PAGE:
The U.S. Supreme Court Hears Arguments on Corporation’s Religious Objections to Affordable Care Act Contraception Mandate

Megan J. Muoio, March 26, 2014

On Tuesday, March 25, 2014, the United States Supreme Court heard oral arguments in one of the most anticipated cases of the 2013-2014 Term – Sebelius v. Hobby Lobby Stores and Conestoga Wood Specialties Corp. v. Sebelius, which were consolidated for argument. Both cases concern a challenge by a private, for-profit corporation to the ACA’s mandate that all covered employee health plans provide no-cost pregnancy-related services for women, which includes prescription contraceptives.

Hobby Lobby is a national chain of craft stores with 13,000 employees and has a subsidiary, Mardel, a national chain of religious book stores with 400 employees. The Green family, which owns Hobby Lobby and Mardel, objected to the contraception mandate in the ACA because they believe that the mandate interferes with their religious beliefs. Hobby Lobby challenged the mandate to cover only those forms of birth control that it believes are abortofacients. Hobby Lobby points to the 1993 Religious Freedom Restoration Act, which prohibits the federal government from imposing a “substantial burden” on the religious exercise of a “person” unless the government can prove a compelling government interest in the burden and that it is using the least restrictive means. Importantly, for the purpose of this appeal, “person” is not defined under the Act.

The key question is whether a corporation is a “person” under the Act whose religious freedom can be impinged upon by the federal government. The United States Court of Appeals for the Tenth Circuit held that a for-profit corporation could express its faith, which should be protected under the Act. On appeal to the Supreme Court, the federal government argued that: (1) corporations do not exercise religion, (2) the ACA’s mandate only applies to corporations and not their individual owners, who are separate entities, and (3) the federal government has proven a compelling interest in ensuring women’s access to vital health benefits under the federal health insurance program.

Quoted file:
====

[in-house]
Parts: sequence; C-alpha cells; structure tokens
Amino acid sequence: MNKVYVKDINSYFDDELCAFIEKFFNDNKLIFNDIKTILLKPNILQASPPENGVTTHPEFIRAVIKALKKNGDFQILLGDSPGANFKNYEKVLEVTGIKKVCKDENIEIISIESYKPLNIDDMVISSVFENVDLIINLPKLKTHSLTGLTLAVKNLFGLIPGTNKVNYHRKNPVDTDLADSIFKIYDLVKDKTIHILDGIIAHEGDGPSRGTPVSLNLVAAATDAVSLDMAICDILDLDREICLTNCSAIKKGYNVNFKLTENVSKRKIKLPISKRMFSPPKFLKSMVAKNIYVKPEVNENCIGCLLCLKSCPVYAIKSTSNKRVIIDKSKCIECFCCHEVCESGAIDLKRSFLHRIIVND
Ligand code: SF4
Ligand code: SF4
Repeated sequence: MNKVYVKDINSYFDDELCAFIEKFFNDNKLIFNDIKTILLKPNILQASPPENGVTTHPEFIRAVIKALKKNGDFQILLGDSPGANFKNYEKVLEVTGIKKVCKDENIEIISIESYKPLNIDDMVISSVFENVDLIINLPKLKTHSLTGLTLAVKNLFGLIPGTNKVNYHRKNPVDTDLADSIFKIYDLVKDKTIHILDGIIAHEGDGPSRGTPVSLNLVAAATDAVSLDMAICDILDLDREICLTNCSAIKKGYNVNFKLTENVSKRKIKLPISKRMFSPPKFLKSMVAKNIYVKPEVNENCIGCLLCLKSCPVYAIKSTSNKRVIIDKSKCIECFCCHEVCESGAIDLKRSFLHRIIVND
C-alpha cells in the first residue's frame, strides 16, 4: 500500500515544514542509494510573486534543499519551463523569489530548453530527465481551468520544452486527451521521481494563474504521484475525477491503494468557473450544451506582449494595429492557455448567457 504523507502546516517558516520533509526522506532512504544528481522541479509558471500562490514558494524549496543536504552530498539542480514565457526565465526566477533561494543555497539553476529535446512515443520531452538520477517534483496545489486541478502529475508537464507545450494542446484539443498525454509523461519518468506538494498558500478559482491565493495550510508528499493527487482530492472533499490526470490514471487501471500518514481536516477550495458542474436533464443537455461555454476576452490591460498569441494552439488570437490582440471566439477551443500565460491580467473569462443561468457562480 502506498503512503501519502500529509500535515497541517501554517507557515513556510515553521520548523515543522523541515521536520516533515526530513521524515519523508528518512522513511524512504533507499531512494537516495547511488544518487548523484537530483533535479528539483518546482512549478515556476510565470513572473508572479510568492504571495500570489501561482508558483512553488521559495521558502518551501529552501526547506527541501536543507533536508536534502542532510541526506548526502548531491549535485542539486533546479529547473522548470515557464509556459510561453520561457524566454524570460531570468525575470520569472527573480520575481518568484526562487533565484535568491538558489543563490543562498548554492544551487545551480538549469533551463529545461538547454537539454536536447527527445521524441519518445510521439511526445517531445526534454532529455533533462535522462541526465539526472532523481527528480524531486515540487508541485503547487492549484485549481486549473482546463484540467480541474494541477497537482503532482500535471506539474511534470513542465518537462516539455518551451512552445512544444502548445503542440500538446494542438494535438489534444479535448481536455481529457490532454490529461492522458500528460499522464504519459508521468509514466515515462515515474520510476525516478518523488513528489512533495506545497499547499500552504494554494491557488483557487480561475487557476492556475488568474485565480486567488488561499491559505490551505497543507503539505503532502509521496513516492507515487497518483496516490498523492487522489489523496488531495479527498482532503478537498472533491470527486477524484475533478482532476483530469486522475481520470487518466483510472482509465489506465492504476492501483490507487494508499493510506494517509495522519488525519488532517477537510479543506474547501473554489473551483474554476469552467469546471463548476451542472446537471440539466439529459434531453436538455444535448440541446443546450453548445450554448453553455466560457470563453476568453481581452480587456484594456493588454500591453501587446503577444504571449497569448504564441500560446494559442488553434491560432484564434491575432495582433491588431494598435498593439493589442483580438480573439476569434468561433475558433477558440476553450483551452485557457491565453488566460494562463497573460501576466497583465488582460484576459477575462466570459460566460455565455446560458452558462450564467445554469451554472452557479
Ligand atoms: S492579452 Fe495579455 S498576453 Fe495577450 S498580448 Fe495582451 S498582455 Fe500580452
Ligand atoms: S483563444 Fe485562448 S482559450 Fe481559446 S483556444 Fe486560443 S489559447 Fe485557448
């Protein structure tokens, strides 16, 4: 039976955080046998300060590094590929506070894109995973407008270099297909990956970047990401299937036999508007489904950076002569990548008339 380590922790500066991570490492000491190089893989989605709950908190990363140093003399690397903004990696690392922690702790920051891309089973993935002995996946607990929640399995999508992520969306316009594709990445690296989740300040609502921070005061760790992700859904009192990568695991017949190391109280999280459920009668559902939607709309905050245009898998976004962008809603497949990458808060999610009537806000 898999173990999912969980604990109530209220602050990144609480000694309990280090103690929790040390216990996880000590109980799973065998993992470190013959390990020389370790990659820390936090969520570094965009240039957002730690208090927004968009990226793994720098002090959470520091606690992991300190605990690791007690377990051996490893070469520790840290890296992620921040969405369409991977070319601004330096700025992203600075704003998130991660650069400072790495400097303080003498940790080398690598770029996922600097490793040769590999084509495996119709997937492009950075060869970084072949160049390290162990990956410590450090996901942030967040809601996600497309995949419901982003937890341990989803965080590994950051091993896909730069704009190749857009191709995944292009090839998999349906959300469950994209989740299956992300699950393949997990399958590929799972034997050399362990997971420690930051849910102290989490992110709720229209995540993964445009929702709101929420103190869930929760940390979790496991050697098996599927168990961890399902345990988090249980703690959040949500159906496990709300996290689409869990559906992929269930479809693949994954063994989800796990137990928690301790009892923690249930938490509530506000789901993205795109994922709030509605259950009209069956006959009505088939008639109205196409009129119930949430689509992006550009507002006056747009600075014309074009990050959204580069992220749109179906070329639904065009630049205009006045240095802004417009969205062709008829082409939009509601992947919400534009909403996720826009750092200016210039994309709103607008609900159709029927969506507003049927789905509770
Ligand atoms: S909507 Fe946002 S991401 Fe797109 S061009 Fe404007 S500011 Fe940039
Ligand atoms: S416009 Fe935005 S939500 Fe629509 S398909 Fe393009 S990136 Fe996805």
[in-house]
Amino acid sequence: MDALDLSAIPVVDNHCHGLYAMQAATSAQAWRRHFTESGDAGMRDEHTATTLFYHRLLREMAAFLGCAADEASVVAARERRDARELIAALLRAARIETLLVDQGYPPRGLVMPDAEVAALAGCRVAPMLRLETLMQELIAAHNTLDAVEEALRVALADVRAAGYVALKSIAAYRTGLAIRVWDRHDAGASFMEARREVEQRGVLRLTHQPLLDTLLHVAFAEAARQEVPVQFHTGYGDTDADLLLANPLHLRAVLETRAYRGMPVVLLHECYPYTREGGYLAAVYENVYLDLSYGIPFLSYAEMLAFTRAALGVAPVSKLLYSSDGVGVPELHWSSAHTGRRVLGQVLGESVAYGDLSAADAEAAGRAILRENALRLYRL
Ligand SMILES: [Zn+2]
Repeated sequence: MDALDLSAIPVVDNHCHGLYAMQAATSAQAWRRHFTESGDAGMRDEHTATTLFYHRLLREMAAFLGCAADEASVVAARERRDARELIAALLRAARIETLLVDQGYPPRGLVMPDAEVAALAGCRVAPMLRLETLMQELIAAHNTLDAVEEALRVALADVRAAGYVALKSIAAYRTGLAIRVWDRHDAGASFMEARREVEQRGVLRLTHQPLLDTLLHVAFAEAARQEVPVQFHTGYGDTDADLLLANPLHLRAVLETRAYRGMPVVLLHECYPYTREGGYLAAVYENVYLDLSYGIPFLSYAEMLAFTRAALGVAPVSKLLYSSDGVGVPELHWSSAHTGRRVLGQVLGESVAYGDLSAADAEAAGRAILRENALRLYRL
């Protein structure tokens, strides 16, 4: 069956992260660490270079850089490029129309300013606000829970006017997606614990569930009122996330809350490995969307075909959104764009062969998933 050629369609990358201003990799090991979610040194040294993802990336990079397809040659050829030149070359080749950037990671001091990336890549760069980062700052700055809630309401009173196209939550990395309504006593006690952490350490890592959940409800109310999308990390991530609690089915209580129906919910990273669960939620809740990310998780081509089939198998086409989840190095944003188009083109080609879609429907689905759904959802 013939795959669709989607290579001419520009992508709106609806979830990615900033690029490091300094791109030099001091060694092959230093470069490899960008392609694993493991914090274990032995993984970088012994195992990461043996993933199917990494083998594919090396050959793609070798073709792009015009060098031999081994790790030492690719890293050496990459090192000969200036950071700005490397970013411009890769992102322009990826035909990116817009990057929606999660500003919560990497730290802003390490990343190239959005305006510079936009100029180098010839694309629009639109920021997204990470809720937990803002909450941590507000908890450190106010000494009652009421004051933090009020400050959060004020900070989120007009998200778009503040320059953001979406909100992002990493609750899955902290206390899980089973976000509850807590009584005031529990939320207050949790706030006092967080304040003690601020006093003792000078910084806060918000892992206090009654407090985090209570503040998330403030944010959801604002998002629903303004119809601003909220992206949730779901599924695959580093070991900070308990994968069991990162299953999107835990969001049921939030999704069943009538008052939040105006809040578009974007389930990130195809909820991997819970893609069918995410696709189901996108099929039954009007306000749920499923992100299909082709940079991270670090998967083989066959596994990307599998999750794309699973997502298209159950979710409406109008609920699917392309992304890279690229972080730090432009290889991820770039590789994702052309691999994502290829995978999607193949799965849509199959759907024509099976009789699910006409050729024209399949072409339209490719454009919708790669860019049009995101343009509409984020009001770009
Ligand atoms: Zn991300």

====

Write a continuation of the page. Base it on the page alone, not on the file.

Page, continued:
Conestoga Wood comes to the Supreme Court on appeal from the United States Court of Appeals for the Third Circuit, which held that the Mennonite-family-owned corporation could not claim the religious rights of a “person” under the Religious Freedom Restoration Act or the First Amendment of the Constitution.

At oral argument, the Justices divided their questioning along predictable lines, with Justices Breyer, Ginsburg, Kagan and Sotomayor peppering Paul Clement, the attorney for Hobby Lobby and Conestoga Wood, with difficult questions regarding whether a corporate-religious exception to the contraception mandate would be a slippery slope to corporate objections for other medical issues, such as the provision blood transfusions or vaccinations. Their questions also expressed a concern with the possible impact of religious objections of corporations on other types of litigation, such as minimum wage and overtime laws, social security tax legislation and legislation that secures rights for lesbian, bisexual, gay and transgender individuals. Solicitor General Donald Verilli, arguing on behalf of the federal government and in support of the ACA mandate, fielded tough questions from Chief Justice Roberts, Justice Alito and Justice Scalia. Justice Kennedy played both sides of the argument, lending credence to his reputation as the Justice with the swing vote.

Attorneys and advocates on both sides of this case have been anticipating the outcome of this appeal for months and predicting the result: will the mandate be upheld or will corporations be able to deny contraceptive coverage to their employees? Whatever the outcome, a decision is expected by the end of the Court’s term in June.


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